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Most efficient Alfanumeric expression editor code
Question

Hi all.

Can someone give me an example of the most efficient code to be used within the expression engine for server side validation of a form input that checks a value is alfanumeric and less than a certain number of characters.


Cheers

Hamish

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Solution

Hi Hamish,

It's true there's no validation against "at least one letter and at least one digit". I personally think that, though possible, a single regex might not be the way to go for readability's sake (you'd end up with something like "^\w*(\d+[a-zA-Z]+|[a-zA-Z]+\d+)\w*$"). I'd stick to "^\w{8,}$" for the first check, then "\d" and "[A-Za-z]" for two additional checks.

Rank: #232

Hamish Price wrote:

Hi all.

Can someone give me an example of the most efficient code to be used within the expression engine for server side validation of a form input that checks a value is alfanumeric and less than a certain number of characters.


Cheers

Hamish

Hi Hamish,

Have you tried the Regex_Search from the Text extension? The "^(\w{0,8})$" regex that matches your requirement executes in less than 1 ms in this regex online tester (didn't tried it in the platform...).


Cheers,

Renato


Rank: #13254

Thank you for your feedback.

I have tried to implement the Regex_Search but think I have done something wrong as I always fail my validation.

I have a form submitting a password field. Within my Screen action I have added a Run Server Action:


I have then attempted to run an if statement on the UserPassword_Regex_Search:



The logic on the if statement:


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Hi Hamish,

First, slightly off-topic, I would advise you to not test booleans against True or False, as this is not needed, and can make for difficult to read code. E.g. a test for "myBool = True" is exactly the same as a test for "myBool", just like "myBool = False" is the same as "not myBool" (the same goes for setting a boolean to the result of a comparison, I've seen stuff like "if(a = b, True, False)", which imho makes for difficult to read code).

Secondly, it seems you're testing a password. It is really, really, bad design to restrict a password to alphanumeric characters with a max. length of eight! You could as well not ask for a password at all...

That said, the regex solution is absolutely the easiest one. Note that \w also matches for underscore, and probably also characters like ß and ë, so if you don't want that you'll need to be more explicit (e.g. "[\dA-Za-z]").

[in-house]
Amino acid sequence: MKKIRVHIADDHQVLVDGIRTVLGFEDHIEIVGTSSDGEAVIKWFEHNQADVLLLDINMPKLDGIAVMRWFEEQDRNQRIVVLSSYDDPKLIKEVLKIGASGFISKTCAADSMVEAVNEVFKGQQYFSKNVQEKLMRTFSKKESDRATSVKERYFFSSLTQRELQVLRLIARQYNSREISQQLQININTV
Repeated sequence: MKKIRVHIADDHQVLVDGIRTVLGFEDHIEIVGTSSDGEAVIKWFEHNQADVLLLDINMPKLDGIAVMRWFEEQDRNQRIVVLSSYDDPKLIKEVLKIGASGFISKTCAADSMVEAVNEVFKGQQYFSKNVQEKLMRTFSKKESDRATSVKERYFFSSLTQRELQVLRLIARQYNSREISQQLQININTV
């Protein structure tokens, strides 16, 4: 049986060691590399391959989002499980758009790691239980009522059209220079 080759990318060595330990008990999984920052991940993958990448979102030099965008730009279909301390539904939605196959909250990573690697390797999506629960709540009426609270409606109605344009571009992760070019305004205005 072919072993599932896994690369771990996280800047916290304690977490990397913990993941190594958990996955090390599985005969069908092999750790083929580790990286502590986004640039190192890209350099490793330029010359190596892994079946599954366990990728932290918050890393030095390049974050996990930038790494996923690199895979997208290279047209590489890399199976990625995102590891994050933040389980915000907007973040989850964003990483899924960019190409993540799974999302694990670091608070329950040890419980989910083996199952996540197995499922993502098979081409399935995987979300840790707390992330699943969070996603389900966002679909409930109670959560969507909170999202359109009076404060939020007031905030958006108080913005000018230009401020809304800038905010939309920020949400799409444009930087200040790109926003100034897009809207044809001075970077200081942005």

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Thanks guys. I going to review your comments and come back to me. 

In my original comment I meaning to say where the input is not less than a certain number of characters. Slip of the key board!

Cheers

H

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In that case, use "^[\w]{8,}$" for 8 or more characters.

Rank: #651

Hamish,

Aren't the connectors in the condition UserPassword_Regex_Search swaped? 

Since all of your If are with True path to the right and False to bottom and that one is with True to bottom and False to right.


Abílio Matos

Rank: #13254

Hi,

Something still isn't working correctly.

I tried:

Example 1: "^(\w{0,8})$"

Example 2: "^[\w]{8,}$"

Example 3: "^.*(?=.{8,})(?=.*[a-zA-Z])[a-zA-Z0-9]+$"

Example 4: "^[\dA-Za-z]{8,}$"


In all examples the relevant constraints on the length of the input value work, however in none of the examples above does the validation of at least 1 letter and 1 number get checked. I.e. In the last three examples as long as I enter more than 8 characters the validation passes. In the top example as long as I enter between 0 an 8 characters it passes.

Cheers

H

Screenshots:






Rank: #13254

Hi Abílio,

I think the connectors are the correct way around. On my other stiff statements the logic looks for when the length of an input is zero, therefore if true generate an error.

On the regex if statement it looks for when the conditions of the regex are met. If true then the regex condition has been met, else false and generate an error.

Cheers

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Rank: #2
Solution

Hi Hamish,

It's true there's no validation against "at least one letter and at least one digit". I personally think that, though possible, a single regex might not be the way to go for readability's sake (you'd end up with something like "^\w*(\d+[a-zA-Z]+|[a-zA-Z]+\d+)\w*$"). I'd stick to "^\w{8,}$" for the first check, then "\d" and "[A-Za-z]" for two additional checks.

Rank: #13254

Hi all,

Breaking it all up into different steps works. Thank you Kilian and Renato for your brilliant support.

For anyone else reading this. The end image:


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Hi Hamish,

Great to see you managed to reach a satisfying algorithm :).